Iran Nuclear NewsIran, IAEA end latest round of nuclear talks

Iran, IAEA end latest round of nuclear talks

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Reuters: Iran and a team from a U.N. watchdog ended the latest round of talks in Tehran on Wednesday aimed at answering questions about the Islamic Republic’s nuclear work, an Iranian news agency said. TEHRAN (Reuters) – Iran and a team from a U.N. watchdog ended the latest round of talks in Tehran on Wednesday aimed at answering questions about the Islamic Republic’s nuclear work, an Iranian news agency said.

Experts from the two sides held three days of talks as part of an August agreement to clear up suspicions about Tehran’s atomic plans, the ISNA news agency said, without saying whether the meeting produced any results.

The International Atomic Energy Agency (IAEA) delegation arrived in Tehran on Sunday, less than a week after a U.S. intelligence report said Iran halted its nuclear weapons programme in 2003.

Iran denies ever having had such a military programme but welcomed the report that contradicted the U.S. administration’s assertions that Tehran was actively working on a nuclear bomb.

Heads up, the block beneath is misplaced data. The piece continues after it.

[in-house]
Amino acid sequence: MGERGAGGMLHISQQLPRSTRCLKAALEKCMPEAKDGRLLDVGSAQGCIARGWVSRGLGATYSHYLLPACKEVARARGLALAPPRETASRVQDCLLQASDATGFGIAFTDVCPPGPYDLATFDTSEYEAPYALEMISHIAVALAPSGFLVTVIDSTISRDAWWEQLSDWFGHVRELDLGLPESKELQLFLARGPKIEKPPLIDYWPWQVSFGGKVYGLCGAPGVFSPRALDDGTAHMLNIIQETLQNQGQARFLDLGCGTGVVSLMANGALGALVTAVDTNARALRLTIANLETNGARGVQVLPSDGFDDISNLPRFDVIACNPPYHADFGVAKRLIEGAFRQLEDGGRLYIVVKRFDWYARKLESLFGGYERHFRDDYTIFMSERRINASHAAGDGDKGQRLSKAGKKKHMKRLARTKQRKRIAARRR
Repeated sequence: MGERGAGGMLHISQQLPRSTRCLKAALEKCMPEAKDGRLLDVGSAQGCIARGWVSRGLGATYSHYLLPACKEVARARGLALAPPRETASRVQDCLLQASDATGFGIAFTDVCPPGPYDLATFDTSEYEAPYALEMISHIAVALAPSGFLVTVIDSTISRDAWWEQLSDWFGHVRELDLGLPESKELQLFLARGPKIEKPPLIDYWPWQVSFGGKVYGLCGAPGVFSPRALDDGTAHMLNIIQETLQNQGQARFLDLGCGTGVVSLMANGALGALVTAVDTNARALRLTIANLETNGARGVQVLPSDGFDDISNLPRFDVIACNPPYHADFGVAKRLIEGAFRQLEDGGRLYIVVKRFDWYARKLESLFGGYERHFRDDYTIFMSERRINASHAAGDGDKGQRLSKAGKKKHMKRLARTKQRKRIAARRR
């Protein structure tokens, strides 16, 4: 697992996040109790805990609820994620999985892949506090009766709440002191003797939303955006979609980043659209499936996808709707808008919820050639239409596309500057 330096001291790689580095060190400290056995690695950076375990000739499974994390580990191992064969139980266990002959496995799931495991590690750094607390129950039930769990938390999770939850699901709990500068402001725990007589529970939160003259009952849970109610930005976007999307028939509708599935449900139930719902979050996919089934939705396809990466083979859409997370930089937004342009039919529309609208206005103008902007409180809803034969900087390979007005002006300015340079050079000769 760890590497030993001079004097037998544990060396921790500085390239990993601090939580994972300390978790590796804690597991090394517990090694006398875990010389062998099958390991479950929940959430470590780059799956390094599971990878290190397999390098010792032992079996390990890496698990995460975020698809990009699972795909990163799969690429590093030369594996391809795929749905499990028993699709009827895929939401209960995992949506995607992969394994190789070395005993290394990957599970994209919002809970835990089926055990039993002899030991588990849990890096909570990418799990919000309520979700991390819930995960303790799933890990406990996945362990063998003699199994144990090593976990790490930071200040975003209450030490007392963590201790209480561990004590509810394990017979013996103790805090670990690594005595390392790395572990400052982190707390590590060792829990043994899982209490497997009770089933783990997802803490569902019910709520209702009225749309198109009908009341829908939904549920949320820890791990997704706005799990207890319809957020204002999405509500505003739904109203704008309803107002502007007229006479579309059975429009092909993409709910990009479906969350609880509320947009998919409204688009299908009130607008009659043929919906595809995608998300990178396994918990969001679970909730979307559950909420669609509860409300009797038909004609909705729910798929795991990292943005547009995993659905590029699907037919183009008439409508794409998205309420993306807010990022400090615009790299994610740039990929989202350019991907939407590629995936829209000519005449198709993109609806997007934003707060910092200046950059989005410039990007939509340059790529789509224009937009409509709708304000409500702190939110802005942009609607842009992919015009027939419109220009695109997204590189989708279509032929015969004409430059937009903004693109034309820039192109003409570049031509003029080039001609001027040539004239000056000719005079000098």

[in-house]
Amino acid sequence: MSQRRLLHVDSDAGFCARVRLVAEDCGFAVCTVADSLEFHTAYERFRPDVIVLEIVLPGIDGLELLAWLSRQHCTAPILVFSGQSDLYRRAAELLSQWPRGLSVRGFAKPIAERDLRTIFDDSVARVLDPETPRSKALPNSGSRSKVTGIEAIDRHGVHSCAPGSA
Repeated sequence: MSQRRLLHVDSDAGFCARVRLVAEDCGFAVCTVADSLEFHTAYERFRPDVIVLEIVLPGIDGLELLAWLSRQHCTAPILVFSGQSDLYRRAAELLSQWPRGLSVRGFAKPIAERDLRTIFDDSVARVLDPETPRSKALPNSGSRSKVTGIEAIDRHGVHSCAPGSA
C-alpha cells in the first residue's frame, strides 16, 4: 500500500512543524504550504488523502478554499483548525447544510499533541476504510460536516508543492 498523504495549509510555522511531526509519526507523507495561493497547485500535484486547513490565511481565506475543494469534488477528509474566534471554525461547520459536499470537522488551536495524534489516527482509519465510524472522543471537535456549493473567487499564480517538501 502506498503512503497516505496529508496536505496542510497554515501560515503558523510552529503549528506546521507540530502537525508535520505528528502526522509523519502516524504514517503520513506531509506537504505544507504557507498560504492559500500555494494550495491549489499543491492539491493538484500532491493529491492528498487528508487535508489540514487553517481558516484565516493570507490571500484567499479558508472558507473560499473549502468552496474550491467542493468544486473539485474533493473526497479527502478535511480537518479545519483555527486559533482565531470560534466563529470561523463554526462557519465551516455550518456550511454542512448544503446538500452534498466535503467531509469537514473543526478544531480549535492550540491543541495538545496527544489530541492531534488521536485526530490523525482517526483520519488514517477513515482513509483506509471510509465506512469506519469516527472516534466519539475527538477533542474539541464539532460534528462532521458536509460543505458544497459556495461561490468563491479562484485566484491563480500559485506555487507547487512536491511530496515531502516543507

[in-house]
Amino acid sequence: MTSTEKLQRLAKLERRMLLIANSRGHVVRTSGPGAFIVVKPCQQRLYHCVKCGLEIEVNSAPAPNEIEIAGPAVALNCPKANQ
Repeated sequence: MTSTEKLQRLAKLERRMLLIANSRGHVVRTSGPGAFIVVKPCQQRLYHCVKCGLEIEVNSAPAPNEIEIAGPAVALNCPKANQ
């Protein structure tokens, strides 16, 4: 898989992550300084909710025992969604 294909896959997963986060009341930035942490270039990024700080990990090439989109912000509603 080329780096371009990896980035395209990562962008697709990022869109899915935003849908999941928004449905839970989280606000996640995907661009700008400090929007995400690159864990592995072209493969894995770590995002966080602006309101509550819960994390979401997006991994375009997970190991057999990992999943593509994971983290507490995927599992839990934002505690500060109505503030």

Iran and the U.N. body agreed in August on a timetable to answer outstanding questions about nuclear activities which Tehran says are aimed at generating electricity.

Previous rounds of talks dealt with centrifuges used to enrich uranium and other issues.

This week’s talks focused on questions about particles of arms-grade enriched uranium found by IAEA inspectors at Tehran’s Technical University, ISNA said.

“It is not clear yet whether the discussions on this issue will continue in the future or whether the agency’s experts … have completely received their answers,” it said.

Enriched uranium can be used both for fuelling power plants and, if refined much further, for making bombs. But Iran says it wants to refine uranium only as an alternative source of electricity so it can export more of its oil and gas.

The IAEA said in a report last month Tehran was cooperating but not proactively. IAEA director Mohamed ElBaradei said Iran was making “good progress” in solving questions about its plans.

The U.N. Security Council has imposed two sets of limited sanctions on Tehran for its refusal to halt enrichment, the part of Iran’s programme that most worries the West.

Last week’s U.S. report released by the 16 intelligence agencies is expected to complicate U.S. efforts to push through new U.N. sanctions against Iran over its atomic work.

U.S. President George W. Bush said after the report that Iran still remained a danger because it was mastering technology with a military use.

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